Bradford Doolittle of DoolittleBrothers.com-fame is a Royals fan. Not as optimistic as some, but a fan nonetheless, which is among the reasons Deadspin asked him to write a Royals season "preview." Apologies for the delay, but I bring it to you now.
The whole thing reminds me of a scene from Two for the Money...
George Brett: "I don't know how to say this without sounding rude, but you're a lemon, B.D. -- can I call you B.D.? Like a bad car, there is something inherently defective in you."
Doolittle wrinkles his brows as Brett continues:
"And you. And you. And me. And all of us in this room. We're all lemons. We look like everybody else, but what makes us different is our defect."
Roomful of Royals commentators look at each other, confused.
Brett: "You see, most baseball fans, when they go watch baseball, they expect their team to win. When we go, we expect to lose, subconsciously. Me, I never feel better or more alive than when the opponent's on the field in their handshake/butt-slap line, and everybody here knows what I'm talking about."
Some nod in agreement while others lean back in their chairs in defiant slouches.
"Hell, even when we win, it's just a matter of time before we give it all back. But when we lose, now there's another story. Now when we lose -- and I'm talking about the kind of loss that makes your asshole pucker up to the size of a decimal point -- you know what I mean? You've just recreated the worst possible nightmare this side of malignant cancer for the 20th goddamn time, and you're standing there and you suddenly realize: 'Hey, I'm still here. I'm still breathing. I'm still alive.' Us lemons, we fuck shit up all the time on purpose, because we constantly need to remind ourselves we're alive."
The room isn't sure what to think. A particularly cynical man squints his eyes as he begins to recognize the man speaking.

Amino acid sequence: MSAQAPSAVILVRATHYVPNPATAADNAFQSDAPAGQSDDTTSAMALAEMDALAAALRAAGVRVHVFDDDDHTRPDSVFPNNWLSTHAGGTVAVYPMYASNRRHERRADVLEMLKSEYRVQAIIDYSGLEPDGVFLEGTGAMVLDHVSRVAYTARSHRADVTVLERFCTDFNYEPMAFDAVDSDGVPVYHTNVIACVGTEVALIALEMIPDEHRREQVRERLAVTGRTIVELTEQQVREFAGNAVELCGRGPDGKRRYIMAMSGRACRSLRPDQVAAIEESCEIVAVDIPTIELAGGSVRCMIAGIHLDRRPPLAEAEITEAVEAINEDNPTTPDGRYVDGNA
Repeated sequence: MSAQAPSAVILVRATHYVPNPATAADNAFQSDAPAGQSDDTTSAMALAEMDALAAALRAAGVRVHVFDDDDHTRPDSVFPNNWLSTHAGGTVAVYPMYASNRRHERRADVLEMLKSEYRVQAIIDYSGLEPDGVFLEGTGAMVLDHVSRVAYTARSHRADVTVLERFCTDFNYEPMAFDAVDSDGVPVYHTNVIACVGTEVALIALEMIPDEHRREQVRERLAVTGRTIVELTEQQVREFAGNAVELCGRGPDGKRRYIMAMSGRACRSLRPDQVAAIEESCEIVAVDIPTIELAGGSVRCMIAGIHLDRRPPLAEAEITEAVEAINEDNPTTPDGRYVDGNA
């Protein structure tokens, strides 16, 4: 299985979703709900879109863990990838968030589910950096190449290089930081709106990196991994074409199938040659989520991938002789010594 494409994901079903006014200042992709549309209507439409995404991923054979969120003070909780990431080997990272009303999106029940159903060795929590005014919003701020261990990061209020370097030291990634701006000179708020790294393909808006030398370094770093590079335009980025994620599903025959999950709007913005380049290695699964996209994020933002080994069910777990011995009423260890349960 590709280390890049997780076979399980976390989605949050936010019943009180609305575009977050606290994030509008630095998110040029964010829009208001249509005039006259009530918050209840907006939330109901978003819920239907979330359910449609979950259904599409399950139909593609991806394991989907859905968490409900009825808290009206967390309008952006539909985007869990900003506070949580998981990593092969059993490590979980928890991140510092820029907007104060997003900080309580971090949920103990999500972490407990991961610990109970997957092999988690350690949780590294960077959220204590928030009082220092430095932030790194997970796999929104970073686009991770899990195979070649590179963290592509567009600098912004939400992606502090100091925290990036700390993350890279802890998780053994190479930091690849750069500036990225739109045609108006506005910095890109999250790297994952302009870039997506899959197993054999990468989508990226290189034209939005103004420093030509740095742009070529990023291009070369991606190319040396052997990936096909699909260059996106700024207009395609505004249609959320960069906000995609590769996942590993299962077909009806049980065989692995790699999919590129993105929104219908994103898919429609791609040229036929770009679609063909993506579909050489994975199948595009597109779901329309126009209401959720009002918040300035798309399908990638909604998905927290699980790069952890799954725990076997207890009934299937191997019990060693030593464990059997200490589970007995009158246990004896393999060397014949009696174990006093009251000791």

Brett: "Bradford, the Royals aren't your problem. It's this fucked up need to feel something. To convince yourself that you exist. That's your problem."
Finally, the man realizes who's been talking. "Hey, you're George Brett. You used to play for the Royals!"
Murmurs are passed around the room as people stir in their seats and lean forward. Brett doesn't seem to acknowledge the man as he goes around passing out baseball cards and ticket stubs from the 1985 World Series.
"Royals tickets on sale now," he says, and before anyone can make a coherent rebuttal, he's grabbed his understudy, Alex Gordon, and the two are hightailing it out the door, leaving a roomful of journalists with stunned looks on their faces.
Doolittle looks on with a sort of awe, then glances down at the card in his hand. It's a 1975 Topps George Brett rookie card, signed. He turns it around and finds a neat, hand-scrawled message: "When we are strong to take trouble, we prove that we believe. When we prove that we believe, we have hope. We will not be disappointed by this hope." Bradford raises his eyes and smiles.